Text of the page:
Brennan: The freedom of experimentation is a part of what I’ve found [in Vancouver]. I feel that people aren’t afraid to just try. Even artists that focus on a specific genre and are very good at it, are not afraid to move outside of their comfort zones. You might have harsh sound artists who also experiment with techno or weird punk music.
Ferrari: And I also think that in Vancouver it is fairly easy to start a new experimental sound project and have the right support to present it: there are many entry points, with series like Quiet City, Big Joy or art rock?, and places like Selectors’ Records.

If Destroy Vancouver has done anything, it has pointed towards these various intersections and meetings of artists, and at an undercurrent network of collaboration and experimentation which girds against an antagonistic municipal presence. That is the improvisational quality and charge of possibility in Destroy Vancouver. The final edition references this charge, with Barcelona-based techno artist Adriana Lopez, German artist Christina Kubisch, Dan Leonard’s Friends + War, Emily Thacker, KC Wei’s hazy, Austrian drummer Katharina Ernst, minimalviolence. It’ll be a series of roiling dynamics. To quote Brennan, “One of our favourite techno producers, Adriana Lopez will perform a 1.5-2-hour techno set at the end of the evening. We’re hoping this will set the atmosphere for yet a different embodied listening experience.”

Improvisation and possibility have marked Destroy Vancouver’s run Brennan and Ferrari hope it will mark its conclusion. In the evening of September 7, Christina Kubisch will host an artist talk. On September 9, she will lead three Electrical Walks. The Electrical Walks, beginning at the end of the 1970s, allow individuals to use special headphones designed by Kubisch to amplify the acoustics of electromagnetic fields. As such, they allow participants to wander throughout a city, discovering the ubiquity and heterogeneity of electromagnetic frequency. The city becomes a generative machine, with the user as its conductor.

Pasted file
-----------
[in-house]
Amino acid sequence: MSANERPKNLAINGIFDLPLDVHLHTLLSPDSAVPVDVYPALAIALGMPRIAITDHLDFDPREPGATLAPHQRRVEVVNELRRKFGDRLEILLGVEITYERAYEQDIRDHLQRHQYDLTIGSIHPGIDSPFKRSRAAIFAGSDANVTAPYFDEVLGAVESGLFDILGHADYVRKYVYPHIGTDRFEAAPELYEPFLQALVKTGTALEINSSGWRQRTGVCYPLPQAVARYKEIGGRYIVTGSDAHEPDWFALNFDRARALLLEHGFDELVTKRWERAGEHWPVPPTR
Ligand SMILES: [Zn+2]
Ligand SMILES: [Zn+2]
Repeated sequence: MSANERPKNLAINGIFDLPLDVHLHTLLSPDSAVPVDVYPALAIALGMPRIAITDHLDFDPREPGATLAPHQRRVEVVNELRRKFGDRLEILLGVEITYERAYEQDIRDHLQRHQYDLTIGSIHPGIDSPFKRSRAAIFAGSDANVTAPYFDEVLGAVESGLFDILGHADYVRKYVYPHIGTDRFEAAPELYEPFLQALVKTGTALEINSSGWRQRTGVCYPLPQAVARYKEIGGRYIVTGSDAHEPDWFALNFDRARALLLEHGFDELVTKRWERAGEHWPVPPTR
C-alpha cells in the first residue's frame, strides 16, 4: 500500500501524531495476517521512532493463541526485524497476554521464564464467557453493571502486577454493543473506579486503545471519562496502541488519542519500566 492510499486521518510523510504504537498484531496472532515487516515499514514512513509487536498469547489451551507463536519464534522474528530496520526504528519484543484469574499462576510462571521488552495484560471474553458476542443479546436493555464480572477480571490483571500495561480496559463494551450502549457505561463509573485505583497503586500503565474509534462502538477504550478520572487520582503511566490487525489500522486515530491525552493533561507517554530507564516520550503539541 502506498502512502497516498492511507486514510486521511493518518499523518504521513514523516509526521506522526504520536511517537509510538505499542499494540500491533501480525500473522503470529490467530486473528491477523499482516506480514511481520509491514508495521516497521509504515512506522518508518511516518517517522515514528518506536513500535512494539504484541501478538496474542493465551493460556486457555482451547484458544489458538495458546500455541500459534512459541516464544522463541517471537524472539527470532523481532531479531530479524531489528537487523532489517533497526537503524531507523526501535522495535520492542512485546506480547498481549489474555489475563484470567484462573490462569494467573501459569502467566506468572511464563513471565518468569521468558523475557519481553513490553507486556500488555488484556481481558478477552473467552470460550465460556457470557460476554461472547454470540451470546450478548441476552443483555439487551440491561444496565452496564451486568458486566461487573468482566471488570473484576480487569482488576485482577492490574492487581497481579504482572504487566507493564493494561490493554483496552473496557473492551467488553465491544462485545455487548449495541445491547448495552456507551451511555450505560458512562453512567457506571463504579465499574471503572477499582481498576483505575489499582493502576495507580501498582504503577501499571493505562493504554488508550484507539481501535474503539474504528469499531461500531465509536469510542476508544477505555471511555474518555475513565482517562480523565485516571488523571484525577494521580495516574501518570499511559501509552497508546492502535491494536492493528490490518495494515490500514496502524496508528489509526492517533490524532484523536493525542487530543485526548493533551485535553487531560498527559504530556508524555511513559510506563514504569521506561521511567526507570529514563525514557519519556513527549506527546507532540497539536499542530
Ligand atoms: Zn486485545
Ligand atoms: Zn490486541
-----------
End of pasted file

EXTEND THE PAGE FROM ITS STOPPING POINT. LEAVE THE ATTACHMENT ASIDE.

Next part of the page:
The trace may be non-visible, but Vancouver is a city with many currents. Destroy Vancouver has been an invitation to exciting moments of reinterpretation and revelation. Ending the series with Kubisch’s upcoming Electrical Walks is an ending in the spirit of exploration with an open and extended hand.

Brennan: [Kubisch] will extend Thursday evening even further, especially the Electrical Walks which are definitely rooted in the spirit of Destroy Vancouver and Vancouver itself.

The series’ closure also makes it possible for Ferrari and Brennan to re engage with their own projects. Ferrari, who sees her practice “as an artist and curator and researcher as something that shifts and is interrelated,” will continue focusing on projects that “manifest through installation, performance, sound, and photography.” Her focus is “archival fragments of text, image and videography, considering the act and implications of retrieval.” Brennan will be working on a sound sculpture / installation that examines the relationship between improvisation and a musical instrument’s sonic memory of musical instruments, in this case a drum kit and involves acclaimed drummers from across the world.

Ferrari: We also DJ together.
Brennan: We also DJ together!

The name of their DJ project still undecided.

John Brennan and Elisa Ferrari | Photo by Manny Sangha for Discorder Magazine | September 2016
John Brennan and Elisa Ferrari | Photo by Manny Sangha for Discorder Magazine | September 2016


Destroy Vancouver XVIII will take place Thursday, September 8 at VIVO Media Arts Centre, featuring performances by Adriana Lopez, Christina Kubisch, Friends + War, Emily Thacker, hazy, Katharina Ernst, and minimalviolence. Tickets $15 in advance, or $20 at the door. There will also be artist talks and sound walks in the days before and after the event — visit or VIVO’s social media for more information. Destroy Vancouver XVIII is also part of SWARM17, a two-day festival celebrating artist-run culture. Details at